*Speaking of takes, it’s interesting that our entire show was filmed with one camera. But each and every scene is filmed from three different angles. This obviously means each scene is filmed three times, and that’s why it takes 40 hours to film 22 minutes of television.

*In the hours before the crew arrived for Ecuador filming, we were working feverishly to clean the house. As we finished cleaning, and just as I was about to take my shower, on cue, the electricity went out, and stayed out. I filmed the entire first day without the benefit of a shower.

*To make the show interesting, the director always wants a little conflict going on between husband and wife. So for us, it was Dana’s focus on a beach house, versus my interest in staying on budget and living close to the locals.

I can hardly wait to watch the show and see which one we choose!


8 thoughts on “House Hunters International in Puerto Cayo, Ecuador: The Inside Info

  1. Steve and Dana, the evening was winding down, listening to House Hunters on the tv. I immediately stopped the task I was doing. I was hearing a very familiar accent on House Hunters! I went over and sat down to focus totally on the show. Then, I hear what I knew already, “from Jonesboro”. I got my husband’s attention, and he turned his tv over to HH also. Yes, we did know that accent, especially, after spending almost 10yrs in Rector, Ar. My ‘school teacher daughter’,(married and still in Rector) graduated from ASU and is teaching in Piggot. Can’t wait to tell her in the a.m. to watch the show too. Couldn’t believe someone from Ar. is making their home in Ecuador, and on HH. I , too, especially love the “Spanish” decendents in South America. I did have the honor to travel to several S.A. countries when I was younger. Have always wished to go back and would love to live there. Yes, this episode was pretty special to us and will be to our families as well. I am so proud that you all have such an opportunity to live in one of those beautiful countries. Of course then had to go to the internet when heard you mentioned of your blogging and located this site.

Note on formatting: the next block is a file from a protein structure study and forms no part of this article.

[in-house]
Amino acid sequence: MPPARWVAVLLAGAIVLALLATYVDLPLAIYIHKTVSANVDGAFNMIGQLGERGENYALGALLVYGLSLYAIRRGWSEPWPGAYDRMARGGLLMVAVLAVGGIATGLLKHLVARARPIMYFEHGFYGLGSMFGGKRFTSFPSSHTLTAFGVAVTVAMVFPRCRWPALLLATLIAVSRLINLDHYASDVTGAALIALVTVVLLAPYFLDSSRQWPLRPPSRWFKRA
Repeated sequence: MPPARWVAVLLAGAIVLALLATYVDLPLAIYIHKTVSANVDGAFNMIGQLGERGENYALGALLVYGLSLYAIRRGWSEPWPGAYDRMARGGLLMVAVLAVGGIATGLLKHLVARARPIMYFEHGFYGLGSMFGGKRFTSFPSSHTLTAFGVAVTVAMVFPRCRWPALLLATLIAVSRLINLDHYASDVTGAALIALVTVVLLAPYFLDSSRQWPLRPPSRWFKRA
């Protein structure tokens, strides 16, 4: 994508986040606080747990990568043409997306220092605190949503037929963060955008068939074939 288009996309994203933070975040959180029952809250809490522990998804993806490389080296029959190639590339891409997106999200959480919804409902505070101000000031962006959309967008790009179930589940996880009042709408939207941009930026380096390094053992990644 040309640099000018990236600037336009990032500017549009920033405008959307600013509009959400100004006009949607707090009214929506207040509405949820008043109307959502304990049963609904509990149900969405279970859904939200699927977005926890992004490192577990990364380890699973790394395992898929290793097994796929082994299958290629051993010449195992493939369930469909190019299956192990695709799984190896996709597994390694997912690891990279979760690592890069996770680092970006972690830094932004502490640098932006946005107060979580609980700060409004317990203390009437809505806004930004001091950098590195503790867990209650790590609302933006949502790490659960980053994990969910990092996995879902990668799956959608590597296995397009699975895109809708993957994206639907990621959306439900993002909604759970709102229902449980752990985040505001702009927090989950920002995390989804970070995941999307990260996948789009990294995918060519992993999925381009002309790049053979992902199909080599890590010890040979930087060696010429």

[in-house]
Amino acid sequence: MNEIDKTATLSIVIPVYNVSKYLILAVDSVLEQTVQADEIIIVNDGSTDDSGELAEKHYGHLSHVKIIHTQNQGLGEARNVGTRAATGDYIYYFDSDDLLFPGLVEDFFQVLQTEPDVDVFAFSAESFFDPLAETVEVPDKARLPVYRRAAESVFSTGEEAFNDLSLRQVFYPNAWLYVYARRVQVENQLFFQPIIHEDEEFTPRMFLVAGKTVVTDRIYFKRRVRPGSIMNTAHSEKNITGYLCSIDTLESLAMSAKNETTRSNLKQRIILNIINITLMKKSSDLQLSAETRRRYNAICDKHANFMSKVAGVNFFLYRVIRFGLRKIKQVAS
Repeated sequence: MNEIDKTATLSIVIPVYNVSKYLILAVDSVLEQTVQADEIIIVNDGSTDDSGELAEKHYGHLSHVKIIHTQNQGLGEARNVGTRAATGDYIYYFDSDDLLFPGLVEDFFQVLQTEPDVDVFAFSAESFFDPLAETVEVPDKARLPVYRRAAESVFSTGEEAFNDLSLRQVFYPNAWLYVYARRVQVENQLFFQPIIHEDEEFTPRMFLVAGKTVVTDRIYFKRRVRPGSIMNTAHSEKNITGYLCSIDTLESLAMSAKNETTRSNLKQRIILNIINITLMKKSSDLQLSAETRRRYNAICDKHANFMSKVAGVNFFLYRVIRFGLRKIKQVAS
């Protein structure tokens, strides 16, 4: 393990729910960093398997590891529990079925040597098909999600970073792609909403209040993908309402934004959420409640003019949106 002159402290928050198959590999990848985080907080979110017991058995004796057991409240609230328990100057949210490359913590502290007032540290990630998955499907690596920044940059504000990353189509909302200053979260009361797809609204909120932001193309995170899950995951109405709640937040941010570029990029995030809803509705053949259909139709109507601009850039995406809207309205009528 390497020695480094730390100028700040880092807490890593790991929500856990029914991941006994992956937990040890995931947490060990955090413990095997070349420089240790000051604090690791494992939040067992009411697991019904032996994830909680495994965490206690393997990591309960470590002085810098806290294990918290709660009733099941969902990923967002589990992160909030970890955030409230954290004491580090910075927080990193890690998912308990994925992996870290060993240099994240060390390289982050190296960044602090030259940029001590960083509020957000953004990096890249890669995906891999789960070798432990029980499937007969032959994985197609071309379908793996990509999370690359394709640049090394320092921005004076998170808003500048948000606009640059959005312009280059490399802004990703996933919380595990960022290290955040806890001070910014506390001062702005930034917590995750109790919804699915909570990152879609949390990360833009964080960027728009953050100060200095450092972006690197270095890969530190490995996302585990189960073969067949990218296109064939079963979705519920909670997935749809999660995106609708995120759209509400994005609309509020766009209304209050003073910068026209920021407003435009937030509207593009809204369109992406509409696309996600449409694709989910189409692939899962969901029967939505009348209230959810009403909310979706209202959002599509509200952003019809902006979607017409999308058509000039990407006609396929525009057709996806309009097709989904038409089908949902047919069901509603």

Best Wishes to you all in your new home. Will love keeping up with your life in Ecuador. May God Bless and Keep you both.

    • Thank you for looking us up, and for your kind words. We are actually in Jonesboro now and headed back to SA in about 3 weeks. The region of Ecuador where we live is very rural and the people who live there are just wonderful. We love being a part of the community when we are there. Drop us a line any time! …steve

  2. Steve,
    My husband and I totally enjoyed watching HHI. It was fun getting to know you a little more on TV. You and Dana are a very sweet couple. I knew what house you chose, but now I can see how it was the best choice. Very fun. God Bless you both!

    • Thanks, Holly. It was fun for us to watch, too. Yes, Dana makes me better than I really am. Not many spouses would come along on such a crazy adventure. She makes life fun and meaningful. Take care. sw

  3. Now my favorite episode. I bet the crew enjoyed working with you both. It was delightful to watch! It is neat seeing your relationship with Dana. Congratulations on the life you want yo live!

  4. This is hysterical! We had several laughable moments, too and one not so laughable. I enjoy reading about your experiences. It is indeed a small world. We opted not to fly back to Jonesborough, TN ( incredible that you are from Jonesboro, AR) because someone was living in our house. So we reenacted our experience managing a youth hostel when we first came to Ometepe island. We lived in Mountain View, AR for 10 years, and we often compare our experiences of living on a primitive island with living in an old 1952 school bus on 40 acres in the Ozark Mountains. 🙂 I hope you enjoyed your show. Is it online?

  5. Steve, just watched the show. We spent 3 weeks in Cuenca anf Guayaquil last year and learned a little about the challenges of relocating to a developing nation. Your episode was entertaining and informative. Just out of curiosity, do you fly into Guayaquil or Quito? How long is the commute to Playa Cayo? What other areas on the playas should be considered for relocation?

    • Thanks for your comments. Dana and I enjoyed doing the show. I’ve used both airports, Quito and Guayaquil, and much prefer Guayaquil as it puts me a three-hour drive from home in PC. The coast is very diverse in culture and climate. For anyone considering a move, you should explore it all. Life in Ecuador is certainly not for everyone, so if you are exploring now as a prerequisite to a possible move, you are doing the right thing.